Saturday, July 14, 2012

Cookie's Life Spared, But Not My Sadness

Sorry for the title. If it sounds like I'm trying to be really artsy, I'm not; I am just terrible at titles and this happened to come to mind. Who cares about titles, though! It's the content! Anyway...
My thoughts on today are kind of a jumbled mess at the moment, so I'll begin with the concrete stuff and see whether that can help me organize my thoughts.

Firstly, I stayed up very late (or early) last night. Unlike other nights, though, I did so not because of procrastination but because of my choosing. I was able to watch the sunrise, except rather than miss it by a few minutes I caught a photo just at the right time today.

The reason I stayed up so late is because of today's Debate. I had finished my 6-minute speech at about 4 AM; however, I felt there was room for improvement, which gave me reason to continue working. I have kind of a policy/principle that I follow when I work, a principle that I try to do the absolute best work I can do at everything I do. The goal I am trying to accomplish behind this, at least when it comes to academies, is that I always turn in work that I can be proud of. And I cannot be proud of my work when I know that, had I worked harder, I may have gotten a better result. Anyway, at 4 AM I felt pretty good about what I had written, but for two reasons, one of them being the reason explained above, I continued. The other reason was that I feel extremely passionately against the death penalty, and because I feel so strongly against it, I wanted to make sure I put out my absolute best arguments. This policy of doing more work than I have to can sometimes backfire, and sometimes pay off big time. Today, it was the latter (more on that later).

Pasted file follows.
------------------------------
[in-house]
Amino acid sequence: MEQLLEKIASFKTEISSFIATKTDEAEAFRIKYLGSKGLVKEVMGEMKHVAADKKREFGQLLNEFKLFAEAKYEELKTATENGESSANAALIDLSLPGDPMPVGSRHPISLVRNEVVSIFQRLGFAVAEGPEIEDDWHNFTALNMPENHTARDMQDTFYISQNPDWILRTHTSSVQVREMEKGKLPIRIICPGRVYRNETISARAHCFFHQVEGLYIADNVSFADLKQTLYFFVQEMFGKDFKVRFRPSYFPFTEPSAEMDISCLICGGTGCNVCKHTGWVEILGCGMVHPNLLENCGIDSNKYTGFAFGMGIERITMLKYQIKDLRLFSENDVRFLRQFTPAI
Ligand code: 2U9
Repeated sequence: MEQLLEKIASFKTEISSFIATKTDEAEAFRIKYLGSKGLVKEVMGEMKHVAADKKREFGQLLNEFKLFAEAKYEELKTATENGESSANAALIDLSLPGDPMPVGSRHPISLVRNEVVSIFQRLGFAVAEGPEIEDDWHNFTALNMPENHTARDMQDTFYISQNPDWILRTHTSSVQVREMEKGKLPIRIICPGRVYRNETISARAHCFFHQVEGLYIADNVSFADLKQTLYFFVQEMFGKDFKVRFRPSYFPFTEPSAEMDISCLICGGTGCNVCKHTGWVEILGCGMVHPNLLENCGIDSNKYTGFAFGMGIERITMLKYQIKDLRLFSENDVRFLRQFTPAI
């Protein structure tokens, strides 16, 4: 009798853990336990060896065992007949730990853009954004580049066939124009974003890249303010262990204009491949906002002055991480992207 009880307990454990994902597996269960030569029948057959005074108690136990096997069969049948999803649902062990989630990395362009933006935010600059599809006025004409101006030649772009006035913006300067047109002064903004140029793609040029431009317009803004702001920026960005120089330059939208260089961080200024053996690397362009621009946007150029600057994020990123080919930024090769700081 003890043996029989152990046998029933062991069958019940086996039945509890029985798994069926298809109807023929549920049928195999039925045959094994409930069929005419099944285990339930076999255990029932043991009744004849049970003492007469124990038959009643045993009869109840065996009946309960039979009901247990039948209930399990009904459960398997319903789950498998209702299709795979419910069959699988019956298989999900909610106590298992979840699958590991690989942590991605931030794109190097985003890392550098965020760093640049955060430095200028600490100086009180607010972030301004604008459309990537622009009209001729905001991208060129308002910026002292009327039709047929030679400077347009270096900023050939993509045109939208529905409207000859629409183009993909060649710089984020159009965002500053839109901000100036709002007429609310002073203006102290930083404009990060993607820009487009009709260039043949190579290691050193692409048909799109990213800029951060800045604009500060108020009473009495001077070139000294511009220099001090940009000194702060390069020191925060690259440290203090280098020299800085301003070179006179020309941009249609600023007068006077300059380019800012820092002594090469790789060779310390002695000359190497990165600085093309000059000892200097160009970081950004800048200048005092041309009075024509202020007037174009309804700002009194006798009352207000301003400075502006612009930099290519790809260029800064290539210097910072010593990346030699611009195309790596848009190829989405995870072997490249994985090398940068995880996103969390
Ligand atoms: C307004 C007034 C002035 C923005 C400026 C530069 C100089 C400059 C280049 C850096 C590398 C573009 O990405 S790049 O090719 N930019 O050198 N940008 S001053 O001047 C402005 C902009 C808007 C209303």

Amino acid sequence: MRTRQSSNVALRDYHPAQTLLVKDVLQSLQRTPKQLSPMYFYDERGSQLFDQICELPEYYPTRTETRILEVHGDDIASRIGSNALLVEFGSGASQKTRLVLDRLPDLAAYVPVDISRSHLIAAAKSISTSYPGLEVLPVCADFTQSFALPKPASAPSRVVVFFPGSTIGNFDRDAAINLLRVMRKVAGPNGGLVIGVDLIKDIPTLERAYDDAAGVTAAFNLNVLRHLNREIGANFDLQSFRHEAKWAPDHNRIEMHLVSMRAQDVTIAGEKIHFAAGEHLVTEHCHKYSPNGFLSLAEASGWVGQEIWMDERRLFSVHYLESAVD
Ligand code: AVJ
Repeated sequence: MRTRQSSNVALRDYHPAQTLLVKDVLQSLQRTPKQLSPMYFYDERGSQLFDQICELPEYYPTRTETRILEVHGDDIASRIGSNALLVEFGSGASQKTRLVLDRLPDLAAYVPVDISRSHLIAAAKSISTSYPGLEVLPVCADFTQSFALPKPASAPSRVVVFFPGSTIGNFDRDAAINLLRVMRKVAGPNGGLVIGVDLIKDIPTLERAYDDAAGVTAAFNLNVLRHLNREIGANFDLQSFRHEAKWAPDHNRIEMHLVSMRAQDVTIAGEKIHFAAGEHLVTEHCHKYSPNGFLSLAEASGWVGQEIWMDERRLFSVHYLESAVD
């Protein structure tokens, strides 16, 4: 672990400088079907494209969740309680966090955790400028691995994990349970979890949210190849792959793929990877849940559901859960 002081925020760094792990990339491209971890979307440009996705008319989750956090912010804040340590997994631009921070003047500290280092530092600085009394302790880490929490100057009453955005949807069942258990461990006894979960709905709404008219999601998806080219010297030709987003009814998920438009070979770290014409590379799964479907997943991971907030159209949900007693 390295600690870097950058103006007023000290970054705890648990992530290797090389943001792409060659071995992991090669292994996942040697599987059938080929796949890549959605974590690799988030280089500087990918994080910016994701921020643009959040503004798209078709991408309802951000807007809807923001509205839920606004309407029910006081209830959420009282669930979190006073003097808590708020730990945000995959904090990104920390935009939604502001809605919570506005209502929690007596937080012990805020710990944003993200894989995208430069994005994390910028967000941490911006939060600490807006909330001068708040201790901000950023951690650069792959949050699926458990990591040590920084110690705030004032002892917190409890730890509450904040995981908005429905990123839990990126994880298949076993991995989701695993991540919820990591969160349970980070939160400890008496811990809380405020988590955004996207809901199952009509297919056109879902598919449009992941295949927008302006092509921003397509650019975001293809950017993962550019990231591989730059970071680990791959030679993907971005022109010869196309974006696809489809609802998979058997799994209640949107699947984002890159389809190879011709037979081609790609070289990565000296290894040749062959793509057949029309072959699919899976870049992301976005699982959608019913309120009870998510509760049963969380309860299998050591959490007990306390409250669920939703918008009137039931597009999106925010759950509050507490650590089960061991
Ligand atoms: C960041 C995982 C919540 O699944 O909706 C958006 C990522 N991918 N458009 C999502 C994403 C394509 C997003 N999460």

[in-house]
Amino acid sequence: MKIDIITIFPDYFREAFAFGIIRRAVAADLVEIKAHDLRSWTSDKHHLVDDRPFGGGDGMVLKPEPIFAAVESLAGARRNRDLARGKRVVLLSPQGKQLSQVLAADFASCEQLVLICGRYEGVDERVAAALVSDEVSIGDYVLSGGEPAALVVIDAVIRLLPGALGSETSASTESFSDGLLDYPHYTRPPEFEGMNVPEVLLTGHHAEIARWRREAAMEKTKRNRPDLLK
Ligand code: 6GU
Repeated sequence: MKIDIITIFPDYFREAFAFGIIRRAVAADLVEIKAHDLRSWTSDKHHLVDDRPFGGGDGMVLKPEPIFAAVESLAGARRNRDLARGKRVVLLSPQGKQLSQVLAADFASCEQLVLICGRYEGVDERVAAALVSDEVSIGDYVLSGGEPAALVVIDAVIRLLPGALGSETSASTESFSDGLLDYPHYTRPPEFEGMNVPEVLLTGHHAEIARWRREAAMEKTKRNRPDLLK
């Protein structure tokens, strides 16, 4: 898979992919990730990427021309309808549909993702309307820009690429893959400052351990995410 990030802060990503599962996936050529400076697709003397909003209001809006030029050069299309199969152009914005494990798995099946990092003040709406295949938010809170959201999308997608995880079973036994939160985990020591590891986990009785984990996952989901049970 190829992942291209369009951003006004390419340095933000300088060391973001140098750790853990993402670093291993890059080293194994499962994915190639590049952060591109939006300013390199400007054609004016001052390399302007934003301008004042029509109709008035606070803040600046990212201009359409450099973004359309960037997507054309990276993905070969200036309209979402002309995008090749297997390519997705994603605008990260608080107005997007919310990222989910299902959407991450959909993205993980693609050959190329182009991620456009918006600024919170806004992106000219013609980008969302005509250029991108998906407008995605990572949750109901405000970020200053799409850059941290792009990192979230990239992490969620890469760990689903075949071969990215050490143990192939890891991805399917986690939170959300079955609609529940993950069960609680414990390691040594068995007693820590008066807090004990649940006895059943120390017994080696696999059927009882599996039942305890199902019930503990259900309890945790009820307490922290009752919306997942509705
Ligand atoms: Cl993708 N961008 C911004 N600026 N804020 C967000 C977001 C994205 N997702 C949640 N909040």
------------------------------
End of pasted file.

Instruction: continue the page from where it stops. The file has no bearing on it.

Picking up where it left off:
Actually, after researching for about 3 more hours and finding some more good quotes, I was able to go to sleep at 7 AM. Rather than wake up at 8:45, though, I was woken up by my suitemate at 9:52 as he was walking out the door. I threw on a t-shirt, a pair of shorts, and sprinted out the door to my first class, making it with less than a minute to spare. In class, we discussed the Supreme Court's rulings on Affirmative Action, and the role affirmative action plays in our society. Fascinating stuff, but my mind was on the debate.

I was extremely excited by this debate. I love to debate, but today I would be able to debate about one of society's issues that I feel most passionately about. In arguing against the death penalty, I made two main arguments as to why the death penalty was unconstitutional. Firstly, I argued that the death penalty served no penal purpose more effectively than a less severe punishment, such as a life sentence. I used a ton of legal opinions from certain courses after this to prove that because the death penalty was unnecessary, it was excessive punishment, and thus, cruel and unusual punishment.